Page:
Court orders Birmingham jeweller to pay £25,000
A Birmingham jeweller has been sentenced to eight months imprisonment, suspended for 18 months, and ordered to pay a total of £25,000 after pleading guilty to 17 offences, under the Hallmarking Act 1973, Trade Marks Act 1994 and Consumer Protection from Unfair Trading Regulations 2008.
Amjad Mahmood Yousif, trading as Crown Jewellers was ordered to pay £11,281 in costs, a further £13,718 under the Proceeds of Crime Act and to complete 120 hours unpaid work, during the sentencing at Birmingham Crown Court.
Birmingham City Council brought the case against the company after Trading Standards officers seized 80 pieces of jewellery during an inspection on 28 August 2012.
In total, 76 items were not hallmarked, including 11 which did not contain the correct level of gold to be classed as 22 carat.
A further three gold men’s rings that bore trade marks for Nike and Mercedes-Benz, which Yousif did not have permission to use, were also seized. All items taken by officers were handed to Birmingham Assay Office for inspection and analysis.
During a formal interview on 11 October 2012, Yousif admitted under caution that he was not registered with Birmingham Assay Office and therefore could not have hallmarked any of his jewellery. He has since applied to the Assay Office to be registered for hallmarking, which has been accepted.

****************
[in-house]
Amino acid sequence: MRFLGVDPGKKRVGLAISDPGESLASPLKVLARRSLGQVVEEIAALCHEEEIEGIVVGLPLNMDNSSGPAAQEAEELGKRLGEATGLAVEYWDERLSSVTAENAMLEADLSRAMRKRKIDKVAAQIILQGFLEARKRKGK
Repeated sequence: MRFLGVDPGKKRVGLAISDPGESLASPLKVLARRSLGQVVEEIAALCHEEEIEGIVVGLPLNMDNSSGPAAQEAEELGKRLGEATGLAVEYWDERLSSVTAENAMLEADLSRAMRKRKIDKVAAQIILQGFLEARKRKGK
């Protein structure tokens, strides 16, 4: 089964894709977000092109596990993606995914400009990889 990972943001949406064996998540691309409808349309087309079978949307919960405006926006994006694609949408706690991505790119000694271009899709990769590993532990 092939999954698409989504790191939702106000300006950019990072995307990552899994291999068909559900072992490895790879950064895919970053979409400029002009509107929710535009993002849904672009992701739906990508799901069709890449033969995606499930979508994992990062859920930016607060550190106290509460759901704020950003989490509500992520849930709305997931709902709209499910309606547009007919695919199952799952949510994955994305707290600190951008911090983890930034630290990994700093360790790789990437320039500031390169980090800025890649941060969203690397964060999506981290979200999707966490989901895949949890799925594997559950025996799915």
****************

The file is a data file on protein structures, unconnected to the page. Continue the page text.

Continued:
The court also agreed all the unhallmarked items should be returned to the Assay Office for hallmarking, the cost of which will also be met by Yousif, who was able to continue trading throughout the investigation.
Jacqui Kennedy, Birmingham City Council’s director of regulation and enforcement, said: “People should be able to have confidence when they are buying valuable goods, like gold jewellery, that they are of the quality they purport to be.
“A number of the rings seized by our officers also broke regulations on the use of trade marks, which consumers may not be aware of – but this is why it’s important for Trading Standards to take action and bring cases like this to the public’s attention.
“Global brands that have been built up over decades of hard work do not deserve to be damaged as a result of their logos being used on inferior or unlicensed products.”